Friday, February 27, 2009

The perfect faucet

Like any kitchen remodel you pour over pictures from magazines, planning books and your lists of priorities. Doing a "Craftsman" kitchen is no different. This kitchen is not historically accurate for many reasons, for one, its been stripped of the original kitchen cabinets. The first farm sink and it's built in wall mount faucet is only memorialized by the squirrely plumbing that goes up the wall turns around and comes back down again. This leaves me free to build it again with all the mod cons I want in a gourmet kitchen as long as I tie the style back into the rest of the house.

When you see a kitchen on the cover of Style 1900 or This Old House and it has THE most gorgeous faucet your heart skips a beat and you think "I'm going to have on of those". Then you shop around for awhile online and realize that there is no way your going to get a second mortgage in this economy and that faucet pretty much requires that type of investment.

The next best thing, or possibly the better choice, is rebuilding an old faucet that works for the craftsman aesthetic. Since I plan to add a second "prep" sink to my kitchen I need a pair. Knowing that Chicago brand faucets, having been manufactured for the last 100 yrs, are not only very well made but appropriate for a 1924 house, and every part is still available.

I found this great arching goosneck cutie first. And decided it would be perfect.

Then I found it's mate for the prep sink.

After long deliberation Boe and I then chose to go with no chrome in the kitchen at all. All my cabinet hardware is antique solid brass, the vent hood is copper, and most of my cookware is copper. So I started searching for the right faucets in brass. Not just any brass either old brass with a patina to match the cabinet hardware.
Eventually I found them.

I have the deck mount faucet disassembled for rebuilding

Rebuilding one of these is pretty simple compared to rebuilding a carburetor for a late 70's two stroke motorcycle you need to get to work on Monday. However it can still be a bit confusing if your not confident and organized. The two main valves are for sale at most major plumbing supply stores. I doubt Lowe's or Home Depot employees would know what one was if you asked, however Lowe's is officially capable of ordering the parts. It will likely be easier to find a real plumbing supply store. Chicago brand is often used in commercial ie. restaurant or hospital settings so they are probably readily available.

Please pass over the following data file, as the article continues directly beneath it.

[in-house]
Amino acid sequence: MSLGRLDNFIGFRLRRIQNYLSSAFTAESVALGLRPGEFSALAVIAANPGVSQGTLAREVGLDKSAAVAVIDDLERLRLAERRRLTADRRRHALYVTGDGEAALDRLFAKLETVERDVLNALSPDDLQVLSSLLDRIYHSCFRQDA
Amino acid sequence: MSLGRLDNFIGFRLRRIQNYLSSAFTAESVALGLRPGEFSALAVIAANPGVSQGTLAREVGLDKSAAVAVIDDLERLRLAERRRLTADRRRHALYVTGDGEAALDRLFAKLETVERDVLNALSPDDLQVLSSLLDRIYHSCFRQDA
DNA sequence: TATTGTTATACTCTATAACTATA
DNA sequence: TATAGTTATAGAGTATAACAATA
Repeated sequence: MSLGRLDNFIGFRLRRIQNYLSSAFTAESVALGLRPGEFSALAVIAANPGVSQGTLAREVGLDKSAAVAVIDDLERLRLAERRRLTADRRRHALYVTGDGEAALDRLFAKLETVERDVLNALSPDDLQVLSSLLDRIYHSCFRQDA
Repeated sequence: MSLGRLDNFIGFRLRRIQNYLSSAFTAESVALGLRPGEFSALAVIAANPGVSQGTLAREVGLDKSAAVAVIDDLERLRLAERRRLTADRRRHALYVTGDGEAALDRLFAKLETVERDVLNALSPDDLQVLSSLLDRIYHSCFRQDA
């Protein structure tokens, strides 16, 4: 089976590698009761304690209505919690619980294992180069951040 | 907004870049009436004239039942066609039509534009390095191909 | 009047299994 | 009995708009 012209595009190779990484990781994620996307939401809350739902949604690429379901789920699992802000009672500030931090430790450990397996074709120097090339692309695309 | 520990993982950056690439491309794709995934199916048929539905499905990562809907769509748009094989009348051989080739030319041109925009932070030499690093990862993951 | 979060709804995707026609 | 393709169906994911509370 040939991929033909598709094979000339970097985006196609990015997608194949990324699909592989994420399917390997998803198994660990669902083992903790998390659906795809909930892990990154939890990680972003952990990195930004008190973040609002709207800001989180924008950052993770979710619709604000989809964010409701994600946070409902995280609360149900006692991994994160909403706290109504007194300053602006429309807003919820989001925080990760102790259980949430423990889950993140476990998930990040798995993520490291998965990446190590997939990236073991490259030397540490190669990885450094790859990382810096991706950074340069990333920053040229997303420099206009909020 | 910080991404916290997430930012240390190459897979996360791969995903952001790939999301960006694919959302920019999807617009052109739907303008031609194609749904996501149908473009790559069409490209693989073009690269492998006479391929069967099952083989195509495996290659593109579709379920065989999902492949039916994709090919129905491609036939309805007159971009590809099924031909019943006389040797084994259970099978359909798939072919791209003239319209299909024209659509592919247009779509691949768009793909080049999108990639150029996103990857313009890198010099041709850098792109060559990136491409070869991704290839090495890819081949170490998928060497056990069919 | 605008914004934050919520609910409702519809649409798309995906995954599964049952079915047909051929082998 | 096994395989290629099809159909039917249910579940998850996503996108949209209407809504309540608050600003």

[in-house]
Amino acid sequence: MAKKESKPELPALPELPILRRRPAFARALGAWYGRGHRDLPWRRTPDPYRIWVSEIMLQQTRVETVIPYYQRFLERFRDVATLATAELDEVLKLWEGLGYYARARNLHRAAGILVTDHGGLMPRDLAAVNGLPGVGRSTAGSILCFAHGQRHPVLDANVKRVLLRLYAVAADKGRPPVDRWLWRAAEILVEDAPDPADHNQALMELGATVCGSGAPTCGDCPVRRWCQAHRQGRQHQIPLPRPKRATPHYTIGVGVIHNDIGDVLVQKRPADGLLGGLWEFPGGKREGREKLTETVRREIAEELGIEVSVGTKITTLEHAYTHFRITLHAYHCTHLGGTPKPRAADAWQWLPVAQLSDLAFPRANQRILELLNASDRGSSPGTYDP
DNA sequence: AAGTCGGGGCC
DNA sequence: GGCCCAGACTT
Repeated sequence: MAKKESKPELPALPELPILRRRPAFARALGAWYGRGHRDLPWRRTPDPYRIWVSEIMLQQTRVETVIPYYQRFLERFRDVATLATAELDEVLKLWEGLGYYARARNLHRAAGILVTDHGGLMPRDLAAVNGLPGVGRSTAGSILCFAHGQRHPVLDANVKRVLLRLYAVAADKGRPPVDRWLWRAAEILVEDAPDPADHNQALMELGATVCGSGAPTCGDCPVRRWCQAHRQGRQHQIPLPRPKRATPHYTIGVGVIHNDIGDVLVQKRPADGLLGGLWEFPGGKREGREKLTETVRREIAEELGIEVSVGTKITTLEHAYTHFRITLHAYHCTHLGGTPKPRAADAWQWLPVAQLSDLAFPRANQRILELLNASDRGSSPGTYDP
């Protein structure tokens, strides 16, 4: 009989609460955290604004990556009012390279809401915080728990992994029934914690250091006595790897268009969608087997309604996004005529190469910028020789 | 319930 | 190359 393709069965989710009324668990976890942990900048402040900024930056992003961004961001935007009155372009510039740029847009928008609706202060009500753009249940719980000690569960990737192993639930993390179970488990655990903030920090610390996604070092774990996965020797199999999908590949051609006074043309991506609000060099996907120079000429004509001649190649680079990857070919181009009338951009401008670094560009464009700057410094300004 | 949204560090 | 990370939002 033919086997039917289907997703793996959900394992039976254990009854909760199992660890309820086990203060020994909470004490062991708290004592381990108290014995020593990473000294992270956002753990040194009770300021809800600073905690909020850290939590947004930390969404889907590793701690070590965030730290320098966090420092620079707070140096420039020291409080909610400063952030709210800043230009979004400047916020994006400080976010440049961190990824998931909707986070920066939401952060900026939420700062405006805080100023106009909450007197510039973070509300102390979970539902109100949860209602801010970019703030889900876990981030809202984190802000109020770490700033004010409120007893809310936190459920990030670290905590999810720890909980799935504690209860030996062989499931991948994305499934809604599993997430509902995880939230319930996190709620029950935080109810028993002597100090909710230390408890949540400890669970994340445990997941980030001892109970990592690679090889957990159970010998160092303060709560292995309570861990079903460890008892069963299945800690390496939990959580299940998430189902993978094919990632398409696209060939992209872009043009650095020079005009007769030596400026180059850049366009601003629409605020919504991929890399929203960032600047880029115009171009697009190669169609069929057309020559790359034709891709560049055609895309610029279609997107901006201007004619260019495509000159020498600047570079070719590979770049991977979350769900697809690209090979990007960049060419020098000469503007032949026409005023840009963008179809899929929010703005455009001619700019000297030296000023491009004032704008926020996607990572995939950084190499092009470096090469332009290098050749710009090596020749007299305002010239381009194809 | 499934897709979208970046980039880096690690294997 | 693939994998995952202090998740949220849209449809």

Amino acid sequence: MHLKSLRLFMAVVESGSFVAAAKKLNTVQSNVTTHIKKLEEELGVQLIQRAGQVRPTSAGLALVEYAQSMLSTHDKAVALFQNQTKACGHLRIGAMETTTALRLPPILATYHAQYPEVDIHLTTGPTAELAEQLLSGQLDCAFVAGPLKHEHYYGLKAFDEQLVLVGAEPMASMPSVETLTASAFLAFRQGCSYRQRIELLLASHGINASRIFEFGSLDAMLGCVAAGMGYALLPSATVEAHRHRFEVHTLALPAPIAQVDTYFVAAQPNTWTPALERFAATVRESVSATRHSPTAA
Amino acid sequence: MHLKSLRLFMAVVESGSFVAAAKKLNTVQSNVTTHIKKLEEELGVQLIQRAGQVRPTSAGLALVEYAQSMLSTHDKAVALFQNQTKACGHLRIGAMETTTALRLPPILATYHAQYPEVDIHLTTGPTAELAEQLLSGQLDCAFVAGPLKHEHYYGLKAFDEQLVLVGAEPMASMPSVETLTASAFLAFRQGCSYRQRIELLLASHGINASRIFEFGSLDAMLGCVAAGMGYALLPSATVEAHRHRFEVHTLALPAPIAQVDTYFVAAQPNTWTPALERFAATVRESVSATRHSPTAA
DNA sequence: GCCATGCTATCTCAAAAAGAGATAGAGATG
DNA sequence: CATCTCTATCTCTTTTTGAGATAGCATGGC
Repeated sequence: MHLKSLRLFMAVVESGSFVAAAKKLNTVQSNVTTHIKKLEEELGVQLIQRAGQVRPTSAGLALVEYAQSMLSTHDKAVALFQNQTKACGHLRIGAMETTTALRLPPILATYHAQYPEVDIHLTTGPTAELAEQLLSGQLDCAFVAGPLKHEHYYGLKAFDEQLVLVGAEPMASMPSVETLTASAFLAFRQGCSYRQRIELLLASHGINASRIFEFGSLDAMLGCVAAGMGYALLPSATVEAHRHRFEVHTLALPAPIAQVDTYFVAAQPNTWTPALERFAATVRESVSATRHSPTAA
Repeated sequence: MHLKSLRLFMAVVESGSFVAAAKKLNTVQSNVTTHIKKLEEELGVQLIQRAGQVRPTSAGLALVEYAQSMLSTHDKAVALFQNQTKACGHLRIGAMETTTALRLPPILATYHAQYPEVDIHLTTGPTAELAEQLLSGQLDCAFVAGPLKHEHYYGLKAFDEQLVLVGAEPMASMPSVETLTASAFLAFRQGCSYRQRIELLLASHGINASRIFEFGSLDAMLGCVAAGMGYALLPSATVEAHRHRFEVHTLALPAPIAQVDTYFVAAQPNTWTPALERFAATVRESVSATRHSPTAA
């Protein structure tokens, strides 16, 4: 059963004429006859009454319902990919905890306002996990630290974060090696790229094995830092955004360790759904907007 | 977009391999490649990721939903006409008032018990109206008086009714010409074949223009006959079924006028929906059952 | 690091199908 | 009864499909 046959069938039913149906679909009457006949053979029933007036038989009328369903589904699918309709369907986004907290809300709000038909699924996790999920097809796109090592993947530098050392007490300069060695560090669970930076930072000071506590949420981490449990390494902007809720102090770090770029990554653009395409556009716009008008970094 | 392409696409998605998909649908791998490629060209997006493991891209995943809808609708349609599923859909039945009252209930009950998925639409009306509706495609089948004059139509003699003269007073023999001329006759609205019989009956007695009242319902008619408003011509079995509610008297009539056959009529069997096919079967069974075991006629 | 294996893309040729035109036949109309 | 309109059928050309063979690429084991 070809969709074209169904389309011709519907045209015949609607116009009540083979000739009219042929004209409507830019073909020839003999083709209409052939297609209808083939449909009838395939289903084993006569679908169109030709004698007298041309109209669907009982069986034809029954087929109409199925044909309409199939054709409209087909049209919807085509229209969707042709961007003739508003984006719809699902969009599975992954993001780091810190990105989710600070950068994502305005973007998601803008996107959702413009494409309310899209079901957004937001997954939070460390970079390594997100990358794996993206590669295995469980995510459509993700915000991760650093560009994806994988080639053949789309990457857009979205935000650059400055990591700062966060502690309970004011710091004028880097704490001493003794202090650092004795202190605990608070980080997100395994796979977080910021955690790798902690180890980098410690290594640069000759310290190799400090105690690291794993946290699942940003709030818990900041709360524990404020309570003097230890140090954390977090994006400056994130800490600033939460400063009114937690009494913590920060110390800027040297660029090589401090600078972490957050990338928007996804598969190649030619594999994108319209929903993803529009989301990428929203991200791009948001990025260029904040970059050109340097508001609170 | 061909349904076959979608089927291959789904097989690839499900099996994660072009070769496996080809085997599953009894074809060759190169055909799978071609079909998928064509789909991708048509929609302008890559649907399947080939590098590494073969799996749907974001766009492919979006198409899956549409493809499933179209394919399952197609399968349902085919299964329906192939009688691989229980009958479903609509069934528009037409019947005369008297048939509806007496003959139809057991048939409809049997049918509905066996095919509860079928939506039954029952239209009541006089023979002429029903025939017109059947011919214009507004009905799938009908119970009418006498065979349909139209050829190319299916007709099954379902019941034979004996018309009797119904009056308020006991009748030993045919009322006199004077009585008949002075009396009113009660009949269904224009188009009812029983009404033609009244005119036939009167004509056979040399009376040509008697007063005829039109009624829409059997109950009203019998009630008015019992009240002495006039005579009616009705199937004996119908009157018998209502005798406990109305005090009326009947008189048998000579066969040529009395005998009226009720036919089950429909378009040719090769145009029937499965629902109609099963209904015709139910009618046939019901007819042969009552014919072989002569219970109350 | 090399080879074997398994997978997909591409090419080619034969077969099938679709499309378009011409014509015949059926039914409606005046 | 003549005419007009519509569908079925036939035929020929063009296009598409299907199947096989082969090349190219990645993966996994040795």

Simply unscrew the handles and escutcheons and replace the whole deal. Unfortunately at $35 each valve it was double what I paid for the faucet. Finding and replacing the rest of the washers and O rings in the faucet took me a bit of hunting through various hardware stores but ran me a whopping 69¢ for the lot at Tacoma Screw.

If you do go this route just be careful to get a faucet that is complete, finding parts other than washers may be impossible. Other brands are rebuildable as well such as American Standard. I have no idea where to locate new valves for them though.

Sign of the Crab sells many fixtures that are cast from the original Chicago faucet molds. I have heard at least one plumber tell me their valves are not as good as the real Chicago ones. They can probably be swapped out fot the real ones though.

Good luck and remember to take deep breaths and count to 10 before smashing anything.

p.s. It is usually best to turn off the water supply before disassembling any part of the faucet.


Christopher Busta-Peck said...

Nice faucet. And for $35? What a steal!

The people who I've talked to had told me that it was impossible to reliably rebuild such things. I guess I need to find new people.

Kurt said...

I got a lot of attitude from one plumbing supplier, and another let me pick through their stock of washers and would not charge me for what I found. I know I have seen "new" valve parts for American Standard faucets but I have no idea who sells them, mostly for lack of looking. I am still on the lookout for a bigger goosneck for the one faucet. I am lucky in that I have regular access to several architectural salvage stores in Seattle. Between Seattle and Olympia there are 6 such stores and I make an effort to stop and look through them regularly.